In 1896, Sigmund Freud presented his revolutionary “seduction theory,” arguing that acts of sexual abuse and violence inflicted on children are the direct cause of adult mental illness. Nine years later, Freud completely reversed his position, insisting that these sexual memories were actually fantasies that never happened. Why did Freud retract the seduction theory? And why has the psychoanalytic community gone to such lengths to conceal that retraction? In this landmark book, drawing on his unique access to formerly sealed and hidden papers, Jeffrey Moussaieff Masson dares to uncover the truth about this critical turning point in Freud’s career and its enduring impact on the theory and practice of psychoanalysis. ??
The Assault on Truth reveals a reality that neither Freud nor his followers could bear to face. Bracing in its honesty, gripping in its revelations, this is the book that prompted Masson’s break with the psychoanalytic community—and launched his subsequent brilliant career as an independent thinker and writer.
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About the Author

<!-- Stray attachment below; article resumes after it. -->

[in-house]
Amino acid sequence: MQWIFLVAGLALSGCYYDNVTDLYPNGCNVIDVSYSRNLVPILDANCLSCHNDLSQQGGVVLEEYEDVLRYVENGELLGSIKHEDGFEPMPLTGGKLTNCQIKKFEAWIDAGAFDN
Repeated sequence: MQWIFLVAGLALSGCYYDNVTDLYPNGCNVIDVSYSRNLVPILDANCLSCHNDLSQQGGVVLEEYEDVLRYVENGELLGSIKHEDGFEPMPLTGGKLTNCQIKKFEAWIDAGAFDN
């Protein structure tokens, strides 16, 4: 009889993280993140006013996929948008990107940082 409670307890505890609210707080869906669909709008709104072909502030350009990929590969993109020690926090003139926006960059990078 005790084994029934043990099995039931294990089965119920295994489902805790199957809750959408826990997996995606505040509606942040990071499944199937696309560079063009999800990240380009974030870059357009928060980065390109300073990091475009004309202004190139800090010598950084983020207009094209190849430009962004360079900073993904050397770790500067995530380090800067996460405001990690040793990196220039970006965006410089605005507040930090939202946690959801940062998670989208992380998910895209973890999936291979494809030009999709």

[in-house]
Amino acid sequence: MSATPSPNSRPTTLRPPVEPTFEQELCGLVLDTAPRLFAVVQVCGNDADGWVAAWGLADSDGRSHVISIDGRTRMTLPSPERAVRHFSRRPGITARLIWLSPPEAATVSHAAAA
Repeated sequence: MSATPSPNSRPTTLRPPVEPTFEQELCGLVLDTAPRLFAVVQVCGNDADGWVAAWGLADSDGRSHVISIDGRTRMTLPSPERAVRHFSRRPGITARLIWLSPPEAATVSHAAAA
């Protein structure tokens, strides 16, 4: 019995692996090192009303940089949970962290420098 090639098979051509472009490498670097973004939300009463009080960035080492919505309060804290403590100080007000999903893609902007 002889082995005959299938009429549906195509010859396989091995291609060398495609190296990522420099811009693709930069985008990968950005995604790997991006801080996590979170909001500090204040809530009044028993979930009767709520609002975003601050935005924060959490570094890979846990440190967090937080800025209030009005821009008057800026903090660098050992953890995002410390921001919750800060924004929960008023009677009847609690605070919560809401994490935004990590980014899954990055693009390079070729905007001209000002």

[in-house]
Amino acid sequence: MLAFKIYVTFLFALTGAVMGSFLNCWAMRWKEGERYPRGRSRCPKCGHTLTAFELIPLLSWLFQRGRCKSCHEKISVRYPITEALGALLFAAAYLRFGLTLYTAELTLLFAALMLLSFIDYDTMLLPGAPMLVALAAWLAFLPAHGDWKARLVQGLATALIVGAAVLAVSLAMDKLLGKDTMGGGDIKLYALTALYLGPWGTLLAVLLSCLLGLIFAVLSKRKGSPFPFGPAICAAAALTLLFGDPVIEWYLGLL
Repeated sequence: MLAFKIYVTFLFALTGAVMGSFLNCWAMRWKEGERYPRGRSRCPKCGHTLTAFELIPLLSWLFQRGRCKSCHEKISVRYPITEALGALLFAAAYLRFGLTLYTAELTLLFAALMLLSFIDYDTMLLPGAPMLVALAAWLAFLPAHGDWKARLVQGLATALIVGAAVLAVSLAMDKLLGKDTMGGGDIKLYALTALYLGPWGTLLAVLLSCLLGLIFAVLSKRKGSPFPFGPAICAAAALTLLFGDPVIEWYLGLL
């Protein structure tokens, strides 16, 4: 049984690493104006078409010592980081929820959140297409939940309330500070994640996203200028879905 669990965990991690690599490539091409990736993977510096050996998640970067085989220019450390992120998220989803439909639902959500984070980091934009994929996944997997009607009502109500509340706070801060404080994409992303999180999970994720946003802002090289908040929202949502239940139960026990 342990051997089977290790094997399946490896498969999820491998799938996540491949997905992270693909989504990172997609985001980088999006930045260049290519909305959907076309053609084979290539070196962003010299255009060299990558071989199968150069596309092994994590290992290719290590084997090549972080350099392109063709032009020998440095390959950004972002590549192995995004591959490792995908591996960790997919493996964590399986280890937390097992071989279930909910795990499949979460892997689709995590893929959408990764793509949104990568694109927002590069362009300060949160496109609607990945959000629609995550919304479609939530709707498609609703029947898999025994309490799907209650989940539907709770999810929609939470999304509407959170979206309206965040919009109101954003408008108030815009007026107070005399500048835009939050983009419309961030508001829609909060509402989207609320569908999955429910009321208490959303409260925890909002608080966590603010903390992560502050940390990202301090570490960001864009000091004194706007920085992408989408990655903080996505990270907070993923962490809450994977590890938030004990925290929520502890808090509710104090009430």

Hometown:Auckland, New Zealand
Date of Birth:March 28, 1941
Place of Birth:Chicago, Illinois
Education:B.A., Harvard, 1964; Toronto Institute of Psychoanalysis, 1978, Ph.D. in Sanskrit and Indian Studies, Harvard, 1970
Most Helpful Customer Reviews
this is a book that invites controversy, not because it intends to, but because it exposes the secular high priest of modern psychiatry, Sigmund Freud, as a mere mortal, capable of a lapse of moral courage, and subject to the peer pressures of his time and place. The author presents scholarly (Masson was past president of the Freudian archives) evidence that Freud knew that the sexual abuse of young females caused many of the predominate sexual and emotional disorders among women. Yet he abandoned this tenet, apparently for no other reason than it's unpopularity, and instead adopted his sexual-fantasy theory that, contends Masson, has diluted the efficacy of psychiatric dogma and treatment down to this day. Also controversial because it hints at Freud's bisexuality, and his overt malpractice in at least one well-documented case, the book nevertheless is not an attack on Freud, but rather, an attempt to flesh out the legend with a factual persona based on extensive research and documentation. Masson has been the victim of virulent personal attacks for his position, and for the publishing of certain controversial and previously unpublished letters of Freud's. For this reason, he almost goes overboard in documenting his case, and it is a very persuasive, if disturbing, argument that he presents. Thought-provoking material for those interested in helping to heal the wounds of child-abuse through contemporary psychiatric treatment.